Many Christians believe that the Bible is the literal and inerrant word of God. When asked for evidence that God exists, they point to the Bible, and the stories describing all the miracles God performed. That is a neat little piece of circular reasoning that is about as logical as the idea of a self-eating watermelon.
I was lying in bed thinking about this one night and when I finally fell asleep, I had a very strange dream. It was a few days after returning from a trip to South Africa. The brain often weaves personal experiences into dreams, and this was a good example.
I am sitting in a bar on the waterfront in Cape Town, drinking a beer and watching the late afternoon sunlight fade on Table Mountain. Suddenly, a very attractive young lady slides onto the bar stool next to me, smiles and strikes up a conversation.
Now, I am on the shady side of seventy years old, so I don’t think she is looking for romance. I notice that she is pretty animated about something, and I ask her what is so exciting. She replies that she just came from a very inspiring service at her church. Just to make conversation, I ask her what denomination of church she attends.
“I belong to a very small church called Brevision.”
“Never heard of it,” I say. “Tell me about it. What does the name mean?”
“The name is derived from Brevibacterium linens, the bacterium that is used to make Limburger cheese. The central belief of our church is that Pluto is made of Limburger cheese.”
Now I pride myself on being a pretty cool guy, not easily bamboozled. My first thought is that she was pulling my leg, but her expression, deadly serious and intense, keeps me from laughing out loud.
“Pluto?” I bleat.
“Yes. You know, the smallest and furthest planet.”
“Ex-planet,” I correct, trying to recover a little ground. “It has been downgraded to dwarf planet.”
She shakes her head sadly and an expression of annoyance flashes across her flawless face. “Yes, it’s sad that scientists don’t recognize its importance. We believe that it is at the exact center of the Universe.”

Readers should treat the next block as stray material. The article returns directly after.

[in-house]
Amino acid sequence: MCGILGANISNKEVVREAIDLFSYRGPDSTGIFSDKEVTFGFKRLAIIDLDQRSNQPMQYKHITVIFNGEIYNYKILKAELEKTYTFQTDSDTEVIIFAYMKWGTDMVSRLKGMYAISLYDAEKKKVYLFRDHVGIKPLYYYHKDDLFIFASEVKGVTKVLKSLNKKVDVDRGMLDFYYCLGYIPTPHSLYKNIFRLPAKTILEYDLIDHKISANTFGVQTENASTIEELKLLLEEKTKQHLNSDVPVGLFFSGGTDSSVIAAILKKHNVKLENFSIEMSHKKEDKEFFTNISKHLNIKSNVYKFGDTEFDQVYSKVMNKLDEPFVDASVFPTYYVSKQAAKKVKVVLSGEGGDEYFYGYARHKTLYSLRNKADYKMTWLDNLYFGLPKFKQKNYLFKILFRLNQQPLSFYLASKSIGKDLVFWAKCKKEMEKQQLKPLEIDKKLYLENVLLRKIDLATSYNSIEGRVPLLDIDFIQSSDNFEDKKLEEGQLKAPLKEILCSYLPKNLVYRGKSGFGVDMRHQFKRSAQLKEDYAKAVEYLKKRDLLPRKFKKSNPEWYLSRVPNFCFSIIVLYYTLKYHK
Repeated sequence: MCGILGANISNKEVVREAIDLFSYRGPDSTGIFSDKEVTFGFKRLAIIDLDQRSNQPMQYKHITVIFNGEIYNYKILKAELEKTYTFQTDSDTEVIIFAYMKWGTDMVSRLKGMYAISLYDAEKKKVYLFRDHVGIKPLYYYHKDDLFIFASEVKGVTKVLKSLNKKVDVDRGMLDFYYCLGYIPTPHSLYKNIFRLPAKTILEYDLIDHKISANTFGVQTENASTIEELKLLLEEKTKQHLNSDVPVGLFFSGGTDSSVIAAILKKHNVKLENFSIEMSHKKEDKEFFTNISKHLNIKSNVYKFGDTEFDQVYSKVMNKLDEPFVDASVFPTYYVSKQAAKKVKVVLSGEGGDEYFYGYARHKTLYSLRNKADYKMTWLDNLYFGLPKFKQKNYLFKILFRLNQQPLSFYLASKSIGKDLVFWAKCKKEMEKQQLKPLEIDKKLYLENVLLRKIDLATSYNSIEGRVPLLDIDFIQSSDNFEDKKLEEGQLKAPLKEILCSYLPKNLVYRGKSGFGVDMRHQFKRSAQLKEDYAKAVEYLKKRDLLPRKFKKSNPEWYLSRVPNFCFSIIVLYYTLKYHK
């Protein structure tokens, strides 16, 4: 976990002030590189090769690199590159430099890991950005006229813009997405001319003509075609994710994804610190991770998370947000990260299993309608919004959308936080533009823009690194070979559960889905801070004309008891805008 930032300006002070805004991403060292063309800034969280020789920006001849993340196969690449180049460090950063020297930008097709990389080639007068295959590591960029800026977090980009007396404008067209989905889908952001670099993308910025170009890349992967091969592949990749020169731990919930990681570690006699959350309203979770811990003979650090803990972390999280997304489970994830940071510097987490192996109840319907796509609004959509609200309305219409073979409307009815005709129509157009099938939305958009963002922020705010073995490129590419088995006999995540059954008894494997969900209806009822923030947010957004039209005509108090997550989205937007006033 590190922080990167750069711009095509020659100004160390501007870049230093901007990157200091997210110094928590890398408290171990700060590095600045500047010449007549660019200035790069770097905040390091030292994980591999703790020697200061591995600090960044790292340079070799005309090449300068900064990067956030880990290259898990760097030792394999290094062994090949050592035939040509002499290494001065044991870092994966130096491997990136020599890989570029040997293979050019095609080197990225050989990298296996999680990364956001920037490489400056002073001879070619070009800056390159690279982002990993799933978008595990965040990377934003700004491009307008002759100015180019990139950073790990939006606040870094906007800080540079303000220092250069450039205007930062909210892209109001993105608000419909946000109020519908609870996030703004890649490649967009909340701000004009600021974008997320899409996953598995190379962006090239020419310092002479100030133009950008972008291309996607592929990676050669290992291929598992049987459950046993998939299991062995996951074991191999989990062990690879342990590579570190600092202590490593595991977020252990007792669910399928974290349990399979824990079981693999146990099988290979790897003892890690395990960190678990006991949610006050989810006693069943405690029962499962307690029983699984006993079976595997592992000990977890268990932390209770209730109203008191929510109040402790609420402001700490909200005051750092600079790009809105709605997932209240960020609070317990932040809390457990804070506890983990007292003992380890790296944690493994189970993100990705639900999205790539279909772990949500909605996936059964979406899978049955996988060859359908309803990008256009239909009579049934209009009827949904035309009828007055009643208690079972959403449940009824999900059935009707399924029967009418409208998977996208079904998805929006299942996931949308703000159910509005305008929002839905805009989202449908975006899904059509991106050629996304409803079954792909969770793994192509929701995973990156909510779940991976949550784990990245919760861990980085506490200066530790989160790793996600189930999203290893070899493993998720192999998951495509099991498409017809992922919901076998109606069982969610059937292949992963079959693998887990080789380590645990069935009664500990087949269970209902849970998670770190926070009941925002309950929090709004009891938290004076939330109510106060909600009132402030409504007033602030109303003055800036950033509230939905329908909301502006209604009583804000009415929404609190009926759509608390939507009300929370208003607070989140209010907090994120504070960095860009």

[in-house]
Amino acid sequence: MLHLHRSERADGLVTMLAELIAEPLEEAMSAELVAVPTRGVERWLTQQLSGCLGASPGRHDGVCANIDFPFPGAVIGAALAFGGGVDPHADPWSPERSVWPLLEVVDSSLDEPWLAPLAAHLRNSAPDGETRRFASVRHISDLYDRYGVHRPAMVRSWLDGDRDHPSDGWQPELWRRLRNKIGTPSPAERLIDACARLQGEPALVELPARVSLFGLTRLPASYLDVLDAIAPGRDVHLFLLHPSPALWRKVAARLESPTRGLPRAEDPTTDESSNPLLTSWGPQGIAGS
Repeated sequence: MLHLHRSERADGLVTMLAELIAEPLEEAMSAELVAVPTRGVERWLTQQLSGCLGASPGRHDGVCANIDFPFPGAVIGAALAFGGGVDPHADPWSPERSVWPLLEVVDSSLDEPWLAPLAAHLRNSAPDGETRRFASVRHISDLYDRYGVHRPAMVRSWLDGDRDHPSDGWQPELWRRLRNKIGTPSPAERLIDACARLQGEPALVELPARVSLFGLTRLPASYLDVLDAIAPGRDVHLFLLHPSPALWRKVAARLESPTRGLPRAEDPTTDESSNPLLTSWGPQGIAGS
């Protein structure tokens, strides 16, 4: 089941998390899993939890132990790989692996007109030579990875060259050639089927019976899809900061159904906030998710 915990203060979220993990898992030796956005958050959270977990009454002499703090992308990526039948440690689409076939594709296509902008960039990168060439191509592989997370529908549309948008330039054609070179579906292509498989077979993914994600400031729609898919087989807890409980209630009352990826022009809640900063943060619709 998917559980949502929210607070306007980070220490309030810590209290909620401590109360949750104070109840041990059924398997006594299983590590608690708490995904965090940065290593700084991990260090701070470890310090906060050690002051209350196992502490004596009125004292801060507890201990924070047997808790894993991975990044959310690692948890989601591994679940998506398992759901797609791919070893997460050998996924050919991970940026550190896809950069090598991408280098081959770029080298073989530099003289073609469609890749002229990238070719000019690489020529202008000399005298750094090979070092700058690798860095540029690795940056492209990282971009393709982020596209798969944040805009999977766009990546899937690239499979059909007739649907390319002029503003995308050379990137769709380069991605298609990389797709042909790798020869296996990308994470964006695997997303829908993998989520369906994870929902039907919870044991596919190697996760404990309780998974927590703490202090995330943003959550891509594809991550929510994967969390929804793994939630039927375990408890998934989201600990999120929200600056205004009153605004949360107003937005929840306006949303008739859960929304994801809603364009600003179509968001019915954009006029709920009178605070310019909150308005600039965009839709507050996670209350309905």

“How many members does your church have?” I ask, struggling gamely to keep it going.
“It varies. Twelve to fifteen. At the moment we are down to twelve.”
I don’t want to offend her, but I just have to ask. “Why do you think Pluto is made of Limburger cheese?”
“We don’t think it is. We know it is.”
“But how can you know that? Nobody has ever been there, and we have only faint and blurry images.”
“We just know,” she says, smiling an incandescent smile that makes me wish I were forty or fifty years younger.
“Look,” I say, “Limburger cheese is made from cow’s milk. I think it is highly unlikely that there are cows on Pluto. So it seems to me that it is also highly unlikely that there is any Limburger cheese there.
She looks at me as if I were a child and says very condescendingly, “You must be a scientist. Your thoughts and logic are all based on your experiences here on earth. Limburger cheese is just a bunch of chemicals, and he could easily make all of it that he wanted.”
Now she is eyeing me like I am an idiot.
“God, of course.”
It was a long journey, but we made it all the way from Earth to Pluto to Limburger cheese to God.
“So the members of your church believe in God?”
She looks at me with those gorgeous eyes, and blinks. “How else can you explain all that Limburger cheese?”
This was written several years ago when the New Horizons probe was still billions of miles from Pluto. Now that we have seen some detailed photos of Pluto’s surface, is my comely companion’s Brevision faith repudiated? Not so fast. Beneath those ice mountains and rivers of liquid nitrogen scientists may find a solid core of Limburger cheese.